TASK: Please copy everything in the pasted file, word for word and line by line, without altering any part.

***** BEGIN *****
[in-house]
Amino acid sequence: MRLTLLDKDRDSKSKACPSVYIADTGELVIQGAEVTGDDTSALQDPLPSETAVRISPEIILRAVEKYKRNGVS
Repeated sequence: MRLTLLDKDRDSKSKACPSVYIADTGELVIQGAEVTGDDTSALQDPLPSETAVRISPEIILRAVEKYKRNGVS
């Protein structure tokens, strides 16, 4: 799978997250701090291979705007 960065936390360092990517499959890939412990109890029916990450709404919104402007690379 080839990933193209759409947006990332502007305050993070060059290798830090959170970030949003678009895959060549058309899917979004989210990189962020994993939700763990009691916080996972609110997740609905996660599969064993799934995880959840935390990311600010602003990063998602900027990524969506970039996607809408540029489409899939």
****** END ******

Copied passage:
[in-house]
Amino acid sequence: MRLTLLDKDRDSKSKACPSVYIADTGELVIQGAEVTGDDTSALQDPLPSETAVRISPEIILRAVEKYKRNGVS
Repeated sequence: MRLTLLDKDRDSKSKACPSVYIADTGELVIQGAEVTGDDTSALQDPLPSETAVRISPEIILRAVEKYKRNGVS
């Protein structure tokens, strides 16, 4: 799978997250701090291979705007 960065936390360092990517499959890939412990109890029916990450709404919104402007690379 080839990933193209759409947006990332502007305050993070060059290798830090959170970030949003678009895959060549058309899917979004989210990189962020994993939700763990009691916080996972609110997740609905996660599969064993799934995880959840935390990311600010602003990063998602900027990524969506970039996607809408540029489409899939």